Friday, August 25, 2006

"Peace" wins presidential campaigns

Lawrence S. Wittner, Professor of History at the State University of New York, Albany, writes in this week's History News

In recent years, the conventional wisdom has been that “Peace” is a losing issue in U.S. presidential campaigns. Proponents of this view point to George McGovern’s run for the presidency in 1972, when he called for peace in Vietnam and was trounced at the polls.

But a more thoroughgoing analysis of the peace issue in presidential races supports a more nuanced conclusion. Indeed, it indicates that peace has been a winning issue numerous times.

Even in the case of George McGovern’s 1972 election defeat, it is worth noting that Nixon neutralized the peace issue to some extent by emphasizing his withdrawal of most U.S. troops from Vietnam, his claim that his administration had secured “peace with honor,” and his policies of d├ętente with China and the Soviet Union.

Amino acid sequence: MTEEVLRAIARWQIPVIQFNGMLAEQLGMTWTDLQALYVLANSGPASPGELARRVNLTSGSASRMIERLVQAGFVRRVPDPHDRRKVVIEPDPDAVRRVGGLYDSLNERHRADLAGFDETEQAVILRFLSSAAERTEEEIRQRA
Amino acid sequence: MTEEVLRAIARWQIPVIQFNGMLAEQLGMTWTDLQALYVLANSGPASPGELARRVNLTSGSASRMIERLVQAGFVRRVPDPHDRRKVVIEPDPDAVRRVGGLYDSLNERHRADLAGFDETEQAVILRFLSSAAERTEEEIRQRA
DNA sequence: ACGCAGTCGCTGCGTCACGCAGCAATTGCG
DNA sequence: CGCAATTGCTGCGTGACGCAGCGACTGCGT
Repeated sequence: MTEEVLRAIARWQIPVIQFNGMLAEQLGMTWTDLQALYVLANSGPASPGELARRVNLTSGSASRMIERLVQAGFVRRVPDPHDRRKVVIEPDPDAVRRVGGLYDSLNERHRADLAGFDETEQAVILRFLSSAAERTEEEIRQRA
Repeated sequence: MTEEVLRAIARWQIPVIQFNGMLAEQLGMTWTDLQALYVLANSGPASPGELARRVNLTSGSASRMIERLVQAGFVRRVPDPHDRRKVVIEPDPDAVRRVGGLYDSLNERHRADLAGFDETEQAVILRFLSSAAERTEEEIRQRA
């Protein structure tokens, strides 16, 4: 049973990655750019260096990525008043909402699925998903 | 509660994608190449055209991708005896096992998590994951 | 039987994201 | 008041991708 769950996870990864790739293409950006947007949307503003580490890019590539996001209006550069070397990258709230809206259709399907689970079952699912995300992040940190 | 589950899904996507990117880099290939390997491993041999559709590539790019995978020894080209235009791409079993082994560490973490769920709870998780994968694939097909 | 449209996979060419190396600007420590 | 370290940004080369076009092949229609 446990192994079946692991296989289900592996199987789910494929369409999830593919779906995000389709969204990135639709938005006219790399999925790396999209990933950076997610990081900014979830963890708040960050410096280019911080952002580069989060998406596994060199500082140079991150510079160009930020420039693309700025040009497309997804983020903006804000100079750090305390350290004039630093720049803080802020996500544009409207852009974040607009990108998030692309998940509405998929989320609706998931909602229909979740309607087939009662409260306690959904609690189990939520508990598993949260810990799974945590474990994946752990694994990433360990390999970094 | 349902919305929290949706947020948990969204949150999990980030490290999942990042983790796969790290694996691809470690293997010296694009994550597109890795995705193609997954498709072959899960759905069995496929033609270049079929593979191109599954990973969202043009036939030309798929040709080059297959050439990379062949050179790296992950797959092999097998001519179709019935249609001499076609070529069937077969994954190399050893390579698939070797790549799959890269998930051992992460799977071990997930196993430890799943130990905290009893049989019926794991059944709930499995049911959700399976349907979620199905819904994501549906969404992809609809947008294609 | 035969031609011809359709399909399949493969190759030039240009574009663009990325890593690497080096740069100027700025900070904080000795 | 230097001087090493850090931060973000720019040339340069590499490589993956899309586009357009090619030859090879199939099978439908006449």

Thus, there seems to be little basis for the assumption that “Peace” is necessarily a losing issue. Indeed, “Peace” has been (and can be) a potent force in U.S. presidential campaigns.
Will Hillary present herself as the "peace" condidate in '08 or will her senatorial boyfriend, John McCain take on that role?

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